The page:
I know I’m guilty of occasionally waxing loquacious and using polysyllabic words to create an aura of intelligence around my posts. More likely than not I’m doing this to overcompensate for watching too many cartoons every day. For a blog, those word choices can be fine (although Brian Clark at Copyblogger would kick my butt for saying that). Other times, flowery or evasive words are the WORST ones you can use as a leader.
I read an article in Fortune the other day where they laid out some snippets of spin from companies going through difficult times. Many of these companies are laying people off. That’s understandable and acceptable. I actually salute leaders who have the intestinal fortitude to make difficult choices like that.
It gets problematic though when the spin doctors are brought in. Bad things happen.
Have you ever been in the difficult role of telling people they’re being laid off? Or that something bad has happened at your company? It’s incredibly hard to do.
The aforementioned Fortune article discussed one solution. Some of the companies profiled brought in “corporate communication specialists” to “craft the message” (I’m not kidding). Instead of “firing people” the companies were “simplifying their business” or “streamlining their operations.” One even said they were “boosting their ability to compete.”
Pardon me while I barf in my socks.
Why do companies do this? Because bad news is hard to convey and we feel bad about ourselves when we do it. To soften that pain, we mince words and use foofy adjectives. News flash – that approach is terrible.
Why? Your people already know someone (maybe even them) is getting canned. When you waltz in using the newest trinkets from Thesaurus.com, you appear aloof and disingenuous. They certainly don’t trust you after you do that.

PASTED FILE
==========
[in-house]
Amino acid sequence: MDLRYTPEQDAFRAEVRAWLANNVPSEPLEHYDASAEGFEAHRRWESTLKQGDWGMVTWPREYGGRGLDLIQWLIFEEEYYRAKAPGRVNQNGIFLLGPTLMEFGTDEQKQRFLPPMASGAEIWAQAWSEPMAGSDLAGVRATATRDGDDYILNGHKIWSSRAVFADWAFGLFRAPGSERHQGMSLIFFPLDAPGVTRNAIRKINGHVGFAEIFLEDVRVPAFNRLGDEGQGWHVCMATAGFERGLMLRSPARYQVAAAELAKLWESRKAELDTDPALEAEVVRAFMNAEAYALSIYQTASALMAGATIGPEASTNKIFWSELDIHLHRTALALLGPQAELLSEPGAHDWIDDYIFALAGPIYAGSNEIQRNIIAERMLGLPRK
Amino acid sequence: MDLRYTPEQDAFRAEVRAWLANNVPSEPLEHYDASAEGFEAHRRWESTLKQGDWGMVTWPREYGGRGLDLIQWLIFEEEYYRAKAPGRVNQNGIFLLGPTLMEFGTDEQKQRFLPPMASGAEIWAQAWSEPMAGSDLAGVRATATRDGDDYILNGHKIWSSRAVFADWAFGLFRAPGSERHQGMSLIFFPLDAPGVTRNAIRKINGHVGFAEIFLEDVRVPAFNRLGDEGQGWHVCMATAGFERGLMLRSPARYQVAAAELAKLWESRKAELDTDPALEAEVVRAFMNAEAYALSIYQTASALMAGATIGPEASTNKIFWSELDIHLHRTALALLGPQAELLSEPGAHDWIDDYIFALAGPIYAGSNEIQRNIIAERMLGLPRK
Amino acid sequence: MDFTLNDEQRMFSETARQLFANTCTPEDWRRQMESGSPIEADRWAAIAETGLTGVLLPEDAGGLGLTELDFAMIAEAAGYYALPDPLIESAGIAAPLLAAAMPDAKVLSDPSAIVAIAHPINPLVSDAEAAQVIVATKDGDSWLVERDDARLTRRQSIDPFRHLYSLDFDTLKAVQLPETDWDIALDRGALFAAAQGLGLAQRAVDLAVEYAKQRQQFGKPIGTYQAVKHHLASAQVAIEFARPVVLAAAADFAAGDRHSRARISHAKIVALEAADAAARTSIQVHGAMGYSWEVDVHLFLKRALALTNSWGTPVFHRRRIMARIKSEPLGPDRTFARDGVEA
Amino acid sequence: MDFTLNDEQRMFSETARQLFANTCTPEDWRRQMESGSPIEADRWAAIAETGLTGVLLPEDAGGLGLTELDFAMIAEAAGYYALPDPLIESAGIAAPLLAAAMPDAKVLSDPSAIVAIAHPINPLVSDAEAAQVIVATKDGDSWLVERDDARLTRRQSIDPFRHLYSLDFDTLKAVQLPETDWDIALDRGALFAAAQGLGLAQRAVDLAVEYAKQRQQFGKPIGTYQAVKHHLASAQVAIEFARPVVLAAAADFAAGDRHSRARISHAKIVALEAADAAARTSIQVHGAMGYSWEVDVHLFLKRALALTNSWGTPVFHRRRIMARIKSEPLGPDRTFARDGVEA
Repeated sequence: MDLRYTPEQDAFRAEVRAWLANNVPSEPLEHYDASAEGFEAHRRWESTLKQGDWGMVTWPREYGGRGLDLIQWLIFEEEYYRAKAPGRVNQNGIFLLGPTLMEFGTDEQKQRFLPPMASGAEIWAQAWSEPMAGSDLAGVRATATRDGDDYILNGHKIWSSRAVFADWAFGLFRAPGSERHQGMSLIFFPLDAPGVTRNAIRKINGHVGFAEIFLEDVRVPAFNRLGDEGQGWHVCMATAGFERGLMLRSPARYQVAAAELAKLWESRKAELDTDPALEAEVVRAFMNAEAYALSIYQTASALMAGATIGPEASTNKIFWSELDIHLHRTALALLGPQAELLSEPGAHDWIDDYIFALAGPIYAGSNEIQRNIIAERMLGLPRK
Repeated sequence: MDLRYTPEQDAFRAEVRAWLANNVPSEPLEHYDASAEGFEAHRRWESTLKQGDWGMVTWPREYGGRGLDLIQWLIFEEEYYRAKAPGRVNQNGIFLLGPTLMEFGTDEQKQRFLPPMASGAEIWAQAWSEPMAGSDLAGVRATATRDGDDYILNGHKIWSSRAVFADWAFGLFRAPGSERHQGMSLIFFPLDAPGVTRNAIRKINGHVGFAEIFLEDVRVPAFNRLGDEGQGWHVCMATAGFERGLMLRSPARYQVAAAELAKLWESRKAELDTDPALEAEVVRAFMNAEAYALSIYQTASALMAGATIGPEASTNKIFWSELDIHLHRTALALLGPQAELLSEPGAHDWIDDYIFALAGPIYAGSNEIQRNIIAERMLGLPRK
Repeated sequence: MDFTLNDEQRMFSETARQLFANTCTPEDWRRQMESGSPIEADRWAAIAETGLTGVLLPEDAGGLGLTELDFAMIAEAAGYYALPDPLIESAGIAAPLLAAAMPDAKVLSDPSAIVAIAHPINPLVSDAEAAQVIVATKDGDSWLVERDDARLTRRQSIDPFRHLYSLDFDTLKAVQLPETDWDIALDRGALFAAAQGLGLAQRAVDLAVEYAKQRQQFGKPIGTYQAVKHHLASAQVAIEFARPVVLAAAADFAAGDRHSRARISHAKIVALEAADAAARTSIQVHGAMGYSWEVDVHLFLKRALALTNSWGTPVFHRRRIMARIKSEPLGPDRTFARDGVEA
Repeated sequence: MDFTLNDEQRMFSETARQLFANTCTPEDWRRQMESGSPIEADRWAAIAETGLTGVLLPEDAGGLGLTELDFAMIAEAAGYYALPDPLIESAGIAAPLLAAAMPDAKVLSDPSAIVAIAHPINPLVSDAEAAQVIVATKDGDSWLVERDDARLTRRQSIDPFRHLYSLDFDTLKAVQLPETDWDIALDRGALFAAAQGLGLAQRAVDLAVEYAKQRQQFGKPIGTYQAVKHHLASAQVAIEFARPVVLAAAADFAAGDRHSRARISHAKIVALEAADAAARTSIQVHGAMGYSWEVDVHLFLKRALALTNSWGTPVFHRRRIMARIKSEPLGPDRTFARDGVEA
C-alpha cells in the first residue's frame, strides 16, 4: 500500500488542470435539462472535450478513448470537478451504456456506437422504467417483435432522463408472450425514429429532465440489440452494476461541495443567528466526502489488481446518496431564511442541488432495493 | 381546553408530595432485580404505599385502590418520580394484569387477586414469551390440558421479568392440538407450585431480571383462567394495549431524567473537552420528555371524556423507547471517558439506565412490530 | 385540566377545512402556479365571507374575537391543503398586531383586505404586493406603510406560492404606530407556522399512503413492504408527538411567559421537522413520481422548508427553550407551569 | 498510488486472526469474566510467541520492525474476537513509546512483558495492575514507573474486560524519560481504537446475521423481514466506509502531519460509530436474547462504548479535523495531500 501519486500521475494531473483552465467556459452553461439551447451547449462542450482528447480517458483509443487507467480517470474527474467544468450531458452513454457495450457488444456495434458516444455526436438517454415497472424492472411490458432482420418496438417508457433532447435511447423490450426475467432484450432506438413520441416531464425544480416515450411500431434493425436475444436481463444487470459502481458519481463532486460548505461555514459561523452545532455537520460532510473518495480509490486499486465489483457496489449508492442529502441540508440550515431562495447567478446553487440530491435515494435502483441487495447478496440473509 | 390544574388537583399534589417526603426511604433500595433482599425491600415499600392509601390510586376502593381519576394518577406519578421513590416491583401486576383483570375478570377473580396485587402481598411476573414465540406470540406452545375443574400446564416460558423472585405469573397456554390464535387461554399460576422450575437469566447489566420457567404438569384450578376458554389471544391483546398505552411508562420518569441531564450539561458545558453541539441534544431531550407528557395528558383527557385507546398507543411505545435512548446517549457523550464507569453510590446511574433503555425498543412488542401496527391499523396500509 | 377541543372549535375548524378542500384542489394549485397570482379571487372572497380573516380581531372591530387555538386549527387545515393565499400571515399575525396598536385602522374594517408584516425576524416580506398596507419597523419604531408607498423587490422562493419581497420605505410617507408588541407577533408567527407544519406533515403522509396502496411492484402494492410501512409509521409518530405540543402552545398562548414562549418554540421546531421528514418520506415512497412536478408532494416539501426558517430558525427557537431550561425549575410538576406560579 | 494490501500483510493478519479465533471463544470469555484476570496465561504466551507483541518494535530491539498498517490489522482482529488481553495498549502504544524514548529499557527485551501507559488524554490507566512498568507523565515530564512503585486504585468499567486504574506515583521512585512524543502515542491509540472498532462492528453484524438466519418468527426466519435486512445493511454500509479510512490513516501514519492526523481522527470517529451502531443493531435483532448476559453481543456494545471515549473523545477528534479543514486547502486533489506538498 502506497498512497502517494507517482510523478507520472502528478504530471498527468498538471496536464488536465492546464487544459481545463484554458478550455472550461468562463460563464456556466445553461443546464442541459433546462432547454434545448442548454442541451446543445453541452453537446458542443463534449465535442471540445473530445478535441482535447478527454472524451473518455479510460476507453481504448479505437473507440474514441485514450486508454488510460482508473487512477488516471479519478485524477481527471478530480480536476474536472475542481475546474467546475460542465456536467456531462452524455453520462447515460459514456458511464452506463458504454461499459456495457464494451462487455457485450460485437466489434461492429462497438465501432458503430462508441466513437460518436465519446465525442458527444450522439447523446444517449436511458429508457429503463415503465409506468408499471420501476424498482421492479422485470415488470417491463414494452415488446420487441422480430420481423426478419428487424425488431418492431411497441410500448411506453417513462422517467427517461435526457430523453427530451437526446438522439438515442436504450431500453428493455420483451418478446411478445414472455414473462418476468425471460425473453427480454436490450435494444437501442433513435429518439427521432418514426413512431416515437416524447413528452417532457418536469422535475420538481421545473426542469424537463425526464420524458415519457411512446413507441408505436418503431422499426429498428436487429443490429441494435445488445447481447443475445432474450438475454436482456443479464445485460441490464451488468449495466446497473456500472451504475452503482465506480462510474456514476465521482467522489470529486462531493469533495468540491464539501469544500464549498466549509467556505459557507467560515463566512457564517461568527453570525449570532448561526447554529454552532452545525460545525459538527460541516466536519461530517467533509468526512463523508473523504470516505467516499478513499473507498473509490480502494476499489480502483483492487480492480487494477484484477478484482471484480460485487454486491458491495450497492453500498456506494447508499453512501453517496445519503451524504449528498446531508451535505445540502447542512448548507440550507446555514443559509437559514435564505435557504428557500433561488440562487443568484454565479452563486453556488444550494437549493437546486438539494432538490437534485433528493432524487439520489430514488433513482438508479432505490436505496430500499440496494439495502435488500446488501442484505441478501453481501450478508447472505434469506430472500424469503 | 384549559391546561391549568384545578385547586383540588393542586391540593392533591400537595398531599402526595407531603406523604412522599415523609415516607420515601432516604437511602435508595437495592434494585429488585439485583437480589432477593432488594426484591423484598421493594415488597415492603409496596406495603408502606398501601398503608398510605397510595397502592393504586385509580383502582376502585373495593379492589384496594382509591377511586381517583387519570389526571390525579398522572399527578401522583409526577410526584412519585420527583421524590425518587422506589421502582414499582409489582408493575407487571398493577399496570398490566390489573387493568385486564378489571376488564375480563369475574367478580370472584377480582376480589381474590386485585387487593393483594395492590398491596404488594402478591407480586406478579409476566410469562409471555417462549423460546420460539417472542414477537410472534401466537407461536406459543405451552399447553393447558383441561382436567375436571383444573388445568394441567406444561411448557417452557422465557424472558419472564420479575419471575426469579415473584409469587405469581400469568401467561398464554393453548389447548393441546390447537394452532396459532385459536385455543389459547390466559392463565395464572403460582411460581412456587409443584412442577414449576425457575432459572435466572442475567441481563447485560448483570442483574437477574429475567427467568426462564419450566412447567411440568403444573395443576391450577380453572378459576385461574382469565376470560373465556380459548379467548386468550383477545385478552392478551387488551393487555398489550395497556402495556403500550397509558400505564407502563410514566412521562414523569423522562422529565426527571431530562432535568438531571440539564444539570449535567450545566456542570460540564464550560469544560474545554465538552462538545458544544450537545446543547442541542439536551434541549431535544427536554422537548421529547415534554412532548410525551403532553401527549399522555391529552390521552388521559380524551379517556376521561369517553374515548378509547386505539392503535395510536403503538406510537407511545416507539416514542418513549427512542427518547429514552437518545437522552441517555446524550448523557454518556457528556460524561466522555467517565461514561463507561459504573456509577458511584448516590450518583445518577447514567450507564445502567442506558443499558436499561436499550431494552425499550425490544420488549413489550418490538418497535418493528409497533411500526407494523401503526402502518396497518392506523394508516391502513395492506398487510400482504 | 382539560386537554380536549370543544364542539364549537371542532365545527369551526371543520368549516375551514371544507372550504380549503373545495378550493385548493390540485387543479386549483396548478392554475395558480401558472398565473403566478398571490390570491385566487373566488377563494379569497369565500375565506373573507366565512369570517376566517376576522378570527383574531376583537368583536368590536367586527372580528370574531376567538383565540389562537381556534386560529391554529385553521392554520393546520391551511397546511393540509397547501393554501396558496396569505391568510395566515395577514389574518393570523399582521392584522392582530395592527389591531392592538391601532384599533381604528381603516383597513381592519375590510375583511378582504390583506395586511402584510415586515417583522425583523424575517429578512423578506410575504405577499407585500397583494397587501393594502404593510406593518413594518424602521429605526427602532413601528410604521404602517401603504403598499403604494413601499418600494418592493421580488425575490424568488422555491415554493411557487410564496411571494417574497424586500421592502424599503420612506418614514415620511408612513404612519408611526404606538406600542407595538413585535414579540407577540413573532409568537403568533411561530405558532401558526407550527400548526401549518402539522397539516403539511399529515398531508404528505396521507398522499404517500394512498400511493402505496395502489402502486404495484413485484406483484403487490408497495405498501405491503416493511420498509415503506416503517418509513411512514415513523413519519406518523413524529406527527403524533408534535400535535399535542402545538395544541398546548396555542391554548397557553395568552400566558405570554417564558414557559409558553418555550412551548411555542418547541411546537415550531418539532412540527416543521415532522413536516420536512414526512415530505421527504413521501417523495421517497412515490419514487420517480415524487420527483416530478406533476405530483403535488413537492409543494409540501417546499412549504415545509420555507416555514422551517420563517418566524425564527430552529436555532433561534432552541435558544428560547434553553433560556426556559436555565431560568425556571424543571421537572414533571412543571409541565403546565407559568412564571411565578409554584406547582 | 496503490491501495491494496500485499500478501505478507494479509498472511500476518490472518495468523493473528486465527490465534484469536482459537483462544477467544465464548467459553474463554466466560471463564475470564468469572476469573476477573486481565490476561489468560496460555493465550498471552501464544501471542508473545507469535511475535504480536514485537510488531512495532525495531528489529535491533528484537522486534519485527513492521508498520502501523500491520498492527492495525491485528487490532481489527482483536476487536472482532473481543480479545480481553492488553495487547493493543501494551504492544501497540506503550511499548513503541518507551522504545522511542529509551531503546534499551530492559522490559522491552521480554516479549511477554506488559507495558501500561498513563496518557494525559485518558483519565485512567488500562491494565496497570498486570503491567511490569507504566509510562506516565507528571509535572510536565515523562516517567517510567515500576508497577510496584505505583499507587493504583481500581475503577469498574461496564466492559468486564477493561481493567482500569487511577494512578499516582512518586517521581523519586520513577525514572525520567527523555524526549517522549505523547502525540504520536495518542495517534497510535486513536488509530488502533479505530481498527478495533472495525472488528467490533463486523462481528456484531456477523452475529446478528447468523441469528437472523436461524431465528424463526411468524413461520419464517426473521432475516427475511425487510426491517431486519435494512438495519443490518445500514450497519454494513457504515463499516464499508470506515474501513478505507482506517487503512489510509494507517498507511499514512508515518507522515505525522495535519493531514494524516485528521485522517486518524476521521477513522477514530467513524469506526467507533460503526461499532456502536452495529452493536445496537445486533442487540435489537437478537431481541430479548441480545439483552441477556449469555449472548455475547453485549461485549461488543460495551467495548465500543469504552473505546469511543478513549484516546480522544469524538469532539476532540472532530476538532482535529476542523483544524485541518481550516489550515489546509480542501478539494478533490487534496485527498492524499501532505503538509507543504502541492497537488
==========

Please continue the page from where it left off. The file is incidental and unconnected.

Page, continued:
What do I recommend? Speak plainly. The news sucks. There’s no changing it. Be up front about it as a leader. That’s your obligation. Tell them what you know and don’t mince words.
I had the “privilege” of announcing a layoff once. There was a “corporate script.” I “accidentally” forgot it on my desk before I went to the announcement meeting. I had to “improvise.” It went something like this:
“The market is difficult and our current cost structure is too high. We have to reduce headcount dramatically to deliver on our financial goals. Waiting for attrition won’t get us there nor will productivity gains. Given that, we’re announcing a reduction in force of XXXX people effective today. I’ll get you any and all further information as soon as it’s available to me.”
That was probably one of the most difficult minutes of my life. Guess what though? They understood. It was clear and precise. No foofiness.
I had coffee with a friend the other day. He’s facing a similar challenge. We discussed foofy words like “competitive restructuring” and “simplification.” I’m pretty sure he’s going with the “I don’t like to do this but I have to reduce headcount” approach. A simple and straightforward message will serve him well when he delivers that bad news.
You’re the leader. Sometimes you have to do hard things. Be plain in your speech and explanations. Your people will respect you for doing so.
What experiences have you had with “straightforward” versus “evasive and foofy?” How did those situations turn out?